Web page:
Getting people of any age interested in public affairs and politics is a challenge for both traditional and new media. “There are so many more channels on TV, so much more on the Internet—it’s easier to ignore politics,” Weaver says. “But if you don’t know much about the issues being debated, and some politician, some minister, some person interprets these things for you, you’re much more vulnerable to being manipulated because you don’t have your own store of knowledge to draw on, to question what you’re being told.”
In their previous voter-knowledge studies, identification with a particular political party was sometimes correlated with greater issue knowledge. Not so in the 2004 study. “In 2004, identification with the Republican Party had zero correlation with knowing about the issues,” says Weaver. “Which suggests to me that a lot of people did not vote for George Bush on the basis of issue positions.”
To Weaver, a trend in which people choose candidates based on general impressions rather than issue positions is disturbing. He recalls seeing a TV interview with a voter in Ohio who described his encounter with Bush as follows: “He’s a man’s man. I shook his hand, looked into his eyes, and he’s a man’s man.”
“People can be manipulated by images: ‘Let’s not vote for John Kerry because he was out sailing, or because he owns a yacht,’ or ‘Let’s vote for George Bush because he sounds a certain way,’” Weaver says.
One of the flaws in media coverage, Weaver says, is an inability or unwillingness to connect the dots. For example, he says, “I would like to see just one report about the Americans who’ve been killed in Iraq linked to who somebody voted for, a story in which a reporter would ask a grieving parent, ‘Who did you vote for in November?’”
So how do news media choose what to cover and when to cover it? What comes first, media coverage or viewer interest? When it comes to agenda-setting in political coverage, there are numerous influences, Weaver says, including “intermedia” such as the wire service articles sent out by the Associated Press or Scripps Howard News Service, cues from other news sources (e.g., the New York Times), and information from public relations firms.
“A lot of the news we see on the front pages of newspapers is subsidized information provided by government or corporate public relations people,” says Weaver. “It’s more economical to use printed or video news releases than to send your own reporters out to cover these things. The tradeoff is, you end up covering the topics these folks want you to cover.”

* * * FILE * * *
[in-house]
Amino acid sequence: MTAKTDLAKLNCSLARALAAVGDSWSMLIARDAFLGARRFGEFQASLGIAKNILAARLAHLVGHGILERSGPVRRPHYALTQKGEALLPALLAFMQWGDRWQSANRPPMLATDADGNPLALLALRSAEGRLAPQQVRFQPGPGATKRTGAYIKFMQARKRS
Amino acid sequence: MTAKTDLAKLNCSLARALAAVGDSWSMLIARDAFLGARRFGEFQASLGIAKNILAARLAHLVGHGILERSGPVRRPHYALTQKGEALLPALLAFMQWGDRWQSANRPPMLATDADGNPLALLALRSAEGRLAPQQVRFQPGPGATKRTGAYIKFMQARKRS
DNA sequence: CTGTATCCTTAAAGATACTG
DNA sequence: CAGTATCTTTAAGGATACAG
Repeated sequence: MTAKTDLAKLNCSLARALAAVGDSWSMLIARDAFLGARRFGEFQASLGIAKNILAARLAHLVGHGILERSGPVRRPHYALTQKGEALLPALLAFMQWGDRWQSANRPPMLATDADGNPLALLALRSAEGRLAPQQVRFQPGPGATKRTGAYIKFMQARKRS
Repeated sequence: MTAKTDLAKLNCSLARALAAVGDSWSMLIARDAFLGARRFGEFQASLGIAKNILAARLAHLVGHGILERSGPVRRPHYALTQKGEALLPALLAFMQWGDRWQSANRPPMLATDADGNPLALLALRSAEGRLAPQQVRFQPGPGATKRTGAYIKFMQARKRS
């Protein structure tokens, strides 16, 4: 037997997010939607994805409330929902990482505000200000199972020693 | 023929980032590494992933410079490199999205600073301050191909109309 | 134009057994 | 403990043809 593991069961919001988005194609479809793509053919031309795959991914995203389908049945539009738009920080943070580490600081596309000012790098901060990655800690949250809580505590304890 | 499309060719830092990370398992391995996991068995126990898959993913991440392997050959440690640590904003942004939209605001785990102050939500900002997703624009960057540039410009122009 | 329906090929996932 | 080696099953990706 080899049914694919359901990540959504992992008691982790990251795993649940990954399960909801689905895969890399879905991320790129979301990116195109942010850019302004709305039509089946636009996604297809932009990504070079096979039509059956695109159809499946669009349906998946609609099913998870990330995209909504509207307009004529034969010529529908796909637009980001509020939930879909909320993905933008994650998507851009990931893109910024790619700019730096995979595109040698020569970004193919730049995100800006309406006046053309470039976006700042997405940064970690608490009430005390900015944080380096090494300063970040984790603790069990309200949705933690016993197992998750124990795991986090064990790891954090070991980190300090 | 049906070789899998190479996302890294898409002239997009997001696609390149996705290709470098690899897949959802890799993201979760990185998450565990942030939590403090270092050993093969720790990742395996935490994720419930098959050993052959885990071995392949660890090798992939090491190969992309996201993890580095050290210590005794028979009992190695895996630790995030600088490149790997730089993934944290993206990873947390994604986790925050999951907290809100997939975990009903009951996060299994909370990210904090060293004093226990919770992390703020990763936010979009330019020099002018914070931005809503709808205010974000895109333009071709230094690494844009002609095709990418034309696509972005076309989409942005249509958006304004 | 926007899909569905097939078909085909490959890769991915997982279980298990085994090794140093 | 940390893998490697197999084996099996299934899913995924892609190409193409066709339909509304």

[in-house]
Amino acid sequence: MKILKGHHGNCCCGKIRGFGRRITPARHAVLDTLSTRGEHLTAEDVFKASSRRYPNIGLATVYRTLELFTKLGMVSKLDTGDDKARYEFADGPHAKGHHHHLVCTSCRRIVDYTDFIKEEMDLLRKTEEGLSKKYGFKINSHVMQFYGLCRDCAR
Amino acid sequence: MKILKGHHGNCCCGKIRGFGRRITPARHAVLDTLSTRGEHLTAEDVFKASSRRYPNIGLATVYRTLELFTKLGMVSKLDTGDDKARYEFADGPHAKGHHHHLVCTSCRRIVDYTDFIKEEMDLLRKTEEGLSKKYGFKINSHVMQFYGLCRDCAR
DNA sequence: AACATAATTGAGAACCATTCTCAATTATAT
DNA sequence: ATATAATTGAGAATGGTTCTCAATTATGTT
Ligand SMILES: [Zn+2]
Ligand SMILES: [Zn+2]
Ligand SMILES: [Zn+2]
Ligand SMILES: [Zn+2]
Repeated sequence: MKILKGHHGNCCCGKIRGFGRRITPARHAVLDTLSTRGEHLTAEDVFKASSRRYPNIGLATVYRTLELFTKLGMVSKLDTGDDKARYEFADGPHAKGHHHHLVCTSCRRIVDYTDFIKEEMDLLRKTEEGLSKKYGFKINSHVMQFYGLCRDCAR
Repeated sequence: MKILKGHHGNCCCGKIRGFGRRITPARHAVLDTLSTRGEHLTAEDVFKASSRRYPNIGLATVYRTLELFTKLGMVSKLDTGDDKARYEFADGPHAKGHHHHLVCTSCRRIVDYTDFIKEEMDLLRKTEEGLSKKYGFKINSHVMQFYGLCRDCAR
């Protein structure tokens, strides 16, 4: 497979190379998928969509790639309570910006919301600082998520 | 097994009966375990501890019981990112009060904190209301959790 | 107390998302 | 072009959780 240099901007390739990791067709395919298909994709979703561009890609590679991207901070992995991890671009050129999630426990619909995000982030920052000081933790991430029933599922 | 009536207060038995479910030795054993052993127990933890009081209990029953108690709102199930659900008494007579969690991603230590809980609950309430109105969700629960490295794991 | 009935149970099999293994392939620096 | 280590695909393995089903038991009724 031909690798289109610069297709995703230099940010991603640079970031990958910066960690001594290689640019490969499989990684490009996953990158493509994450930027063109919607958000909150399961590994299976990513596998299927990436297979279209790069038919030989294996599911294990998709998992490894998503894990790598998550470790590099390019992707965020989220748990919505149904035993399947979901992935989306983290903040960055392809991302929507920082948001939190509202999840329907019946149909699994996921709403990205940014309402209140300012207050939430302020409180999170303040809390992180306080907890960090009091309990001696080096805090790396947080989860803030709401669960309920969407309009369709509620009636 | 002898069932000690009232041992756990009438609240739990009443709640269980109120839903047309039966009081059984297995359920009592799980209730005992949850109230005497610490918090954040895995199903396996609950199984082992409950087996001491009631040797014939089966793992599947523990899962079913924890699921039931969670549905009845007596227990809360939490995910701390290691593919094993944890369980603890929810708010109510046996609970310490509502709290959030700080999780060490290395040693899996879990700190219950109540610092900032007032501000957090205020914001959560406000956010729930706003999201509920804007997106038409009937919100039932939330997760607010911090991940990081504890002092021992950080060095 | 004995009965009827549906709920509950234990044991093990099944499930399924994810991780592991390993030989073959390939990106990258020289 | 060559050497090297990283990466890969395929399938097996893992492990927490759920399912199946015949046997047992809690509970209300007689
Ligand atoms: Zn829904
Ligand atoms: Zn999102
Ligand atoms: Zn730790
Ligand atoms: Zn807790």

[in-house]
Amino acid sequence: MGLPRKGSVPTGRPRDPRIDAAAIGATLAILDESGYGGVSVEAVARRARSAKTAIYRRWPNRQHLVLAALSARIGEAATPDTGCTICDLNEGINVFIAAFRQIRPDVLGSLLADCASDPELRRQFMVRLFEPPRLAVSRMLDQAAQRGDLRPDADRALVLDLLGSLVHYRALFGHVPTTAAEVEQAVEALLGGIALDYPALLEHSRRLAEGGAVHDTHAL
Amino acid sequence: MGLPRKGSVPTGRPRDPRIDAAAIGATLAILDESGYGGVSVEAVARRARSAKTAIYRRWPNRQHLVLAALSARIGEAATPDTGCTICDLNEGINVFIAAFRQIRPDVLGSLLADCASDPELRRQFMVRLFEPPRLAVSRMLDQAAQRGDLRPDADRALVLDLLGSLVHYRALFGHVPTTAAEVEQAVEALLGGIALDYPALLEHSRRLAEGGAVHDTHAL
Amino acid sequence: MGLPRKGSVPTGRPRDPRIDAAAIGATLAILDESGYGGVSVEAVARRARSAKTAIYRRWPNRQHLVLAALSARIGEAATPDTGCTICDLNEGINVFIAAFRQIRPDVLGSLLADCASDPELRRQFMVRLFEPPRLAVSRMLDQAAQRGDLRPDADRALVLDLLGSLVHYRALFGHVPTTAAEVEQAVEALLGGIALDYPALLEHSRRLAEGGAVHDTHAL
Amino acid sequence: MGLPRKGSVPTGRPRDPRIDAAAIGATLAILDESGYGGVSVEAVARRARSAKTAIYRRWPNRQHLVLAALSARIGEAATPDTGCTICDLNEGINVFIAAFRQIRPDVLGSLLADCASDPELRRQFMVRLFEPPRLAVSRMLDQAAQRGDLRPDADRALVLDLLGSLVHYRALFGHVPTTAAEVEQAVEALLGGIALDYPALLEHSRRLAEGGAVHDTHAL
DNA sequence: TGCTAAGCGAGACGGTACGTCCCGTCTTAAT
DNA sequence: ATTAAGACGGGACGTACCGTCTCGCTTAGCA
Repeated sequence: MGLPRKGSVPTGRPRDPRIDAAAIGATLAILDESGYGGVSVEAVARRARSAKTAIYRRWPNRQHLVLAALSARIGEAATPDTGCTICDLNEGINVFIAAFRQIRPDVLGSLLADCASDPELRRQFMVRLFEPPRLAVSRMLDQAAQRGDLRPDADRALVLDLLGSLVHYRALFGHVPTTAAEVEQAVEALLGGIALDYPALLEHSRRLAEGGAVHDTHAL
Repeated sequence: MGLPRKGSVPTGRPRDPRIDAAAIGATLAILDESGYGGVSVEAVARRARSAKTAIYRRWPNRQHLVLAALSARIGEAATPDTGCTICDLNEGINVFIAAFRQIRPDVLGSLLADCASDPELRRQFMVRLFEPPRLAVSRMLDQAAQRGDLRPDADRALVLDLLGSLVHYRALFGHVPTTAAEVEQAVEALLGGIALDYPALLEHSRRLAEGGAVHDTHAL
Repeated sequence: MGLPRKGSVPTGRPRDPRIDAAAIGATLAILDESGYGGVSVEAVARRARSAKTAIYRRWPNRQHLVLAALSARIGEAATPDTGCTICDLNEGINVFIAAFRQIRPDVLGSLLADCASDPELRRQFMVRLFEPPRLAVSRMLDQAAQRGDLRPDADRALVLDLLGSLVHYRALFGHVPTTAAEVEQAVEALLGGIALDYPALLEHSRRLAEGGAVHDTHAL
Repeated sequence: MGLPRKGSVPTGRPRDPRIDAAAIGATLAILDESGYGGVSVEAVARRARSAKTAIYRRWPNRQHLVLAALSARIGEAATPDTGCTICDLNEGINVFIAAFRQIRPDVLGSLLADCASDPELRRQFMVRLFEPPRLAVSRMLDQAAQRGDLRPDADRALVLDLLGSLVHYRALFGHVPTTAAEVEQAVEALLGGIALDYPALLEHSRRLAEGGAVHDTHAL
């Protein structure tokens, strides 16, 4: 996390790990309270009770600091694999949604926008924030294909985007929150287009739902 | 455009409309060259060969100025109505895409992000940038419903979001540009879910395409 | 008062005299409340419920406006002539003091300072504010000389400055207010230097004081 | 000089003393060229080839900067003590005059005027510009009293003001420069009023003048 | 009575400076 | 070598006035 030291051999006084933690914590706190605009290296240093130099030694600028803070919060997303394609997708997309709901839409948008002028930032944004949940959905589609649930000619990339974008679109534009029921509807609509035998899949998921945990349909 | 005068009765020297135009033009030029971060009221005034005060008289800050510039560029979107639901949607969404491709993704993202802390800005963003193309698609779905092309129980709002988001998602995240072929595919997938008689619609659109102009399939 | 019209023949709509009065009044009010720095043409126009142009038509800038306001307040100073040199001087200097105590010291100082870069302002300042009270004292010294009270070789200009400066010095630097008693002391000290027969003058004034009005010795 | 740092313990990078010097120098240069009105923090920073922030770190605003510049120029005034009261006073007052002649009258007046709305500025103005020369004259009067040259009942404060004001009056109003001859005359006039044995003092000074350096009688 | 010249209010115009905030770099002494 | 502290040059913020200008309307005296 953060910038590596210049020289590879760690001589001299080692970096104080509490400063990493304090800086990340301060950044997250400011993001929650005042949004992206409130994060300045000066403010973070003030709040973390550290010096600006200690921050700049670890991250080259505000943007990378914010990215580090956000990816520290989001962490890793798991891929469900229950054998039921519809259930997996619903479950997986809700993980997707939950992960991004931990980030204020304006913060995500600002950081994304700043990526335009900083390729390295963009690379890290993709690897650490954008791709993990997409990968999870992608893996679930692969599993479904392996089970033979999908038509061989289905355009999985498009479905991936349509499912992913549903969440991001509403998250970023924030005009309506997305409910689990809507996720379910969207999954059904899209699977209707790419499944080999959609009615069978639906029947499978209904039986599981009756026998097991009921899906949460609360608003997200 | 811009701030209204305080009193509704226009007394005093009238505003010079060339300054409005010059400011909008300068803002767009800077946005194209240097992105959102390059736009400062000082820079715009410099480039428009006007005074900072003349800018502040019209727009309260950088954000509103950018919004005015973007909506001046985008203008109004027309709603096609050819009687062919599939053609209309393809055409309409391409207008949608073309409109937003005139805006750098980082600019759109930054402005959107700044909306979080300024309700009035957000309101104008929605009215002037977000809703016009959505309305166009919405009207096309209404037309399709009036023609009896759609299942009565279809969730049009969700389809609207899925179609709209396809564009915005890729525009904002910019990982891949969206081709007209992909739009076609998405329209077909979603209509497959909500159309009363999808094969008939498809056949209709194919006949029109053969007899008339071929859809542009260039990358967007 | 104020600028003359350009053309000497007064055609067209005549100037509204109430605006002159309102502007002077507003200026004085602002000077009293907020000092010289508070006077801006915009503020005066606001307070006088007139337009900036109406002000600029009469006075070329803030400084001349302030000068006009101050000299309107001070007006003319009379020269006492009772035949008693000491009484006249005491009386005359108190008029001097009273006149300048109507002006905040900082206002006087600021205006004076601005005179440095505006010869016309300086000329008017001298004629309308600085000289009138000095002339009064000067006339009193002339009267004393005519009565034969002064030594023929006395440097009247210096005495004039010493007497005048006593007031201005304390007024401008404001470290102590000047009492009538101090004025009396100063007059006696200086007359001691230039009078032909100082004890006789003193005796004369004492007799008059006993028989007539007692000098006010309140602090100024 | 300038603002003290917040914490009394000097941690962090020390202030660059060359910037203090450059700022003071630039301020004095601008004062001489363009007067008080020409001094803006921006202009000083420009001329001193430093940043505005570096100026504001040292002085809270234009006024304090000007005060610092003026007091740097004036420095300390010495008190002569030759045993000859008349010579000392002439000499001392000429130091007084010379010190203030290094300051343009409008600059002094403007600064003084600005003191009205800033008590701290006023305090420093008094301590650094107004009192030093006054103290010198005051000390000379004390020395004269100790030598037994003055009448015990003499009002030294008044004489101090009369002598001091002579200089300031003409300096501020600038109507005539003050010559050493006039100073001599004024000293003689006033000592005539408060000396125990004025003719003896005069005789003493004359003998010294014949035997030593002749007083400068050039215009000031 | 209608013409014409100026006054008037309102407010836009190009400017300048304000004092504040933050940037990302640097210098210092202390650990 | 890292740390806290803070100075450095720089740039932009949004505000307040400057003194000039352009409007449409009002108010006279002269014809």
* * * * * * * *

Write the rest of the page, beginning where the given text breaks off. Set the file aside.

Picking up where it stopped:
Among the general public, interest in politics is suffering from a kind of malaise. Weaver traces the trend to multiple causes, including mistrust of media, a feeling of powerlessness in getting one’s voice heard, and increased outlets for entertainment media. Getting people re-engaged in public affairs will take close-to-home issues such as unemployment, cutbacks in funds for education and social services, and attempts to change social security, Weaver says. “Those are what we call more ‘obtrusive issues’—they’re experienced directly by everyday people.” It’s more difficult for lawmakers to manipulate obtrusive issues than “unobtrusive issues” such as foreign policy, for which people have fewer sources of information, he says.
Although Weaver is discouraged by today’s level of media manipulation and accompanying lack of voter awareness, he remains surprisingly optimistic about the future of democracy as experienced through the media.
“Everybody tries to control the [news] agenda. Some people are very successful at it, but it’s never quite under the control of any group. And even if a certain group is able to get their topic emphasized, they can’t control the way it will be covered once other groups chime in with their views,” Weaver says. In a society where there’s freedom of expression, multiple voices, multiple sources, issues can rise rapidly on the agenda, whether the government/corporate/PR folks want them to or not, whether politicians want them to or not.
“That’s why it’s important to have an independent news media in any democratic system,” he continues. “Journalists ought to be able to raise issues politicians don’t want raised.”
Jennifer Piurek is a freelance writer in Bloomington, Ind.